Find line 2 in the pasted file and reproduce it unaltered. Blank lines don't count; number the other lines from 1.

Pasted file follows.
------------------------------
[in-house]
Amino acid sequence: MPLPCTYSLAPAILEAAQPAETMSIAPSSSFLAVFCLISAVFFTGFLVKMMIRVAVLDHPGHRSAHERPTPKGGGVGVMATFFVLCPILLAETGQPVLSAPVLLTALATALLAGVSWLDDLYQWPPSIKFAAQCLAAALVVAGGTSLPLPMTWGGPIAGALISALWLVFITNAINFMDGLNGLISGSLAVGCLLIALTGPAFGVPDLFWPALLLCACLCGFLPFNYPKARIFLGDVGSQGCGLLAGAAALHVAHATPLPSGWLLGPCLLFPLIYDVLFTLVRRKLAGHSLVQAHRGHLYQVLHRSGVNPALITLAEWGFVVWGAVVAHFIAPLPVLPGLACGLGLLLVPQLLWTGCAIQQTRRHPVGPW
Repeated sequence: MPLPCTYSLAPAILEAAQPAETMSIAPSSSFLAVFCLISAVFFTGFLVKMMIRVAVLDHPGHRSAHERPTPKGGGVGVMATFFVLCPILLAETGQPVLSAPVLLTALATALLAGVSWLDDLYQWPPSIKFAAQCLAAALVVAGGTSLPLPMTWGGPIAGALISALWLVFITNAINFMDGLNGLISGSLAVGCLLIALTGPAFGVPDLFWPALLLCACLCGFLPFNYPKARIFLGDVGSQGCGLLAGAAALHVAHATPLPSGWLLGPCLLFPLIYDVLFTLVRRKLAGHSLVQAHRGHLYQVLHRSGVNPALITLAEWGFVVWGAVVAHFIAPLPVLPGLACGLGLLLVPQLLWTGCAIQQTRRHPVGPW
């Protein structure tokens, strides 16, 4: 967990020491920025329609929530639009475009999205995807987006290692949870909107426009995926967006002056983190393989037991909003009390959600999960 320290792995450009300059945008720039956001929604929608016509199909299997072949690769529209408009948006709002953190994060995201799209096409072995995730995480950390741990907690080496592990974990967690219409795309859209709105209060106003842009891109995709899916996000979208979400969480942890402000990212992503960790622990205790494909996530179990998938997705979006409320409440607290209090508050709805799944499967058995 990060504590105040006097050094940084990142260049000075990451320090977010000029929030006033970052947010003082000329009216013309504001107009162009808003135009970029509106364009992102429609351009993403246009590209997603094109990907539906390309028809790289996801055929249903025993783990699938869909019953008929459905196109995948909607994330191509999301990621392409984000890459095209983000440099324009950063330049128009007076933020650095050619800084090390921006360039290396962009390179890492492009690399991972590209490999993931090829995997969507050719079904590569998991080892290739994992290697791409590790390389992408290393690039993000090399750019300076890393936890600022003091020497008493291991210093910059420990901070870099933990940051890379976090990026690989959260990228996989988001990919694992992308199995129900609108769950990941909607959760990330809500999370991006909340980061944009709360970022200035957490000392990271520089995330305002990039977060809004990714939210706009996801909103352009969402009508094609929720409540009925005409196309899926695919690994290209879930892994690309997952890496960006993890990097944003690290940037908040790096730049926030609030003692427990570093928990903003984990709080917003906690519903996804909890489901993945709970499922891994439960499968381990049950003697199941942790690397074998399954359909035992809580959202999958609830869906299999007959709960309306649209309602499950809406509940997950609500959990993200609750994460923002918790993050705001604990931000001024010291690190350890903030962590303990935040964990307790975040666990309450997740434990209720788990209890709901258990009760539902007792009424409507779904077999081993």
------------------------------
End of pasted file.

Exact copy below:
Amino acid sequence: MPLPCTYSLAPAILEAAQPAETMSIAPSSSFLAVFCLISAVFFTGFLVKMMIRVAVLDHPGHRSAHERPTPKGGGVGVMATFFVLCPILLAETGQPVLSAPVLLTALATALLAGVSWLDDLYQWPPSIKFAAQCLAAALVVAGGTSLPLPMTWGGPIAGALISALWLVFITNAINFMDGLNGLISGSLAVGCLLIALTGPAFGVPDLFWPALLLCACLCGFLPFNYPKARIFLGDVGSQGCGLLAGAAALHVAHATPLPSGWLLGPCLLFPLIYDVLFTLVRRKLAGHSLVQAHRGHLYQVLHRSGVNPALITLAEWGFVVWGAVVAHFIAPLPVLPGLACGLGLLLVPQLLWTGCAIQQTRRHPVGPW